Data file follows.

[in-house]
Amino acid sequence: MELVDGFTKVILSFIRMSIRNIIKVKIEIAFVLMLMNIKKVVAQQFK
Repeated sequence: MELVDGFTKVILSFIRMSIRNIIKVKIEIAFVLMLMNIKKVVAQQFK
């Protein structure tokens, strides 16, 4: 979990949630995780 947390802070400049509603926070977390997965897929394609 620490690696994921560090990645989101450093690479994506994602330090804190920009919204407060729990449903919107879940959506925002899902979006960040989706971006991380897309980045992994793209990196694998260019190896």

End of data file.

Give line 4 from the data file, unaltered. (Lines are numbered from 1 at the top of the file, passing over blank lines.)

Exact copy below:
């Protein structure tokens, strides 16, 4: 979990949630995780 947390802070400049509603926070977390997965897929394609 620490690696994921560090990645989101450093690479994506994602330090804190920009919204407060729990449903919107879940959506925002899902979006960040989706971006991380897309980045992994793209990196694998260019190896």